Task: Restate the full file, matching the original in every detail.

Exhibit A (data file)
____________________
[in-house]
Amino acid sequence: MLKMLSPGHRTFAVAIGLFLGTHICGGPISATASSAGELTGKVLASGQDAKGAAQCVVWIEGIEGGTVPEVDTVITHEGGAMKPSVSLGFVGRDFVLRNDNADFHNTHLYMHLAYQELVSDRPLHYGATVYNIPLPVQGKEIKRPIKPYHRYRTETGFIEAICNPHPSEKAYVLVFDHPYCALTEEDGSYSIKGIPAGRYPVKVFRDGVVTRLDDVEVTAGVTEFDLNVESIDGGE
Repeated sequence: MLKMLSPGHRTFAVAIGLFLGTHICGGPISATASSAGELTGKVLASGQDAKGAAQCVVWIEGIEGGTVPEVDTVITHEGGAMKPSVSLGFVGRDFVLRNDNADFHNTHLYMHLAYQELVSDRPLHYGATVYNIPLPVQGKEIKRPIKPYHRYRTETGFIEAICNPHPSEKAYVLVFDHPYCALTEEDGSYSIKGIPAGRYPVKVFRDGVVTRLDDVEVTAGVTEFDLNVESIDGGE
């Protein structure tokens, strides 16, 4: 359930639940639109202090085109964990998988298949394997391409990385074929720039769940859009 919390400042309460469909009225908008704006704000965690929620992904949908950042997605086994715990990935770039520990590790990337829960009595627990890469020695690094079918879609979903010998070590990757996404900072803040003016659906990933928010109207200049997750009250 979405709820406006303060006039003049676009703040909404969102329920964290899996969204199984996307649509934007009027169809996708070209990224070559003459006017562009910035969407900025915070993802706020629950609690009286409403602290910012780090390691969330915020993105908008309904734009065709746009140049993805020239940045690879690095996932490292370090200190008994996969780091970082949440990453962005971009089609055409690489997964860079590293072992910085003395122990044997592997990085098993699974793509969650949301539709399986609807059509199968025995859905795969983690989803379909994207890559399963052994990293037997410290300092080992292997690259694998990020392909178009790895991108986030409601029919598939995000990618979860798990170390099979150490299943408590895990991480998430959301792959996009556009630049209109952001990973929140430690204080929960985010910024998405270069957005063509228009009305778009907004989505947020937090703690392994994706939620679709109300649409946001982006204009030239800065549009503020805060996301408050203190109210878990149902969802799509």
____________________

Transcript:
[in-house]
Amino acid sequence: MLKMLSPGHRTFAVAIGLFLGTHICGGPISATASSAGELTGKVLASGQDAKGAAQCVVWIEGIEGGTVPEVDTVITHEGGAMKPSVSLGFVGRDFVLRNDNADFHNTHLYMHLAYQELVSDRPLHYGATVYNIPLPVQGKEIKRPIKPYHRYRTETGFIEAICNPHPSEKAYVLVFDHPYCALTEEDGSYSIKGIPAGRYPVKVFRDGVVTRLDDVEVTAGVTEFDLNVESIDGGE
Repeated sequence: MLKMLSPGHRTFAVAIGLFLGTHICGGPISATASSAGELTGKVLASGQDAKGAAQCVVWIEGIEGGTVPEVDTVITHEGGAMKPSVSLGFVGRDFVLRNDNADFHNTHLYMHLAYQELVSDRPLHYGATVYNIPLPVQGKEIKRPIKPYHRYRTETGFIEAICNPHPSEKAYVLVFDHPYCALTEEDGSYSIKGIPAGRYPVKVFRDGVVTRLDDVEVTAGVTEFDLNVESIDGGE
């Protein structure tokens, strides 16, 4: 359930639940639109202090085109964990998988298949394997391409990385074929720039769940859009 919390400042309460469909009225908008704006704000965690929620992904949908950042997605086994715990990935770039520990590790990337829960009595627990890469020695690094079918879609979903010998070590990757996404900072803040003016659906990933928010109207200049997750009250 979405709820406006303060006039003049676009703040909404969102329920964290899996969204199984996307649509934007009027169809996708070209990224070559003459006017562009910035969407900025915070993802706020629950609690009286409403602290910012780090390691969330915020993105908008309904734009065709746009140049993805020239940045690879690095996932490292370090200190008994996969780091970082949440990453962005971009089609055409690489997964860079590293072992910085003395122990044997592997990085098993699974793509969650949301539709399986609807059509199968025995859905795969983690989803379909994207890559399963052994990293037997410290300092080992292997690259694998990020392909178009790895991108986030409601029919598939995000990618979860798990170390099979150490299943408590895990991480998430959301792959996009556009630049209109952001990973929140430690204080929960985010910024998405270069957005063509228009009305778009907004989505947020937090703690392994994706939620679709109300649409946001982006204009030239800065549009503020805060996301408050203190109210878990149902969802799509």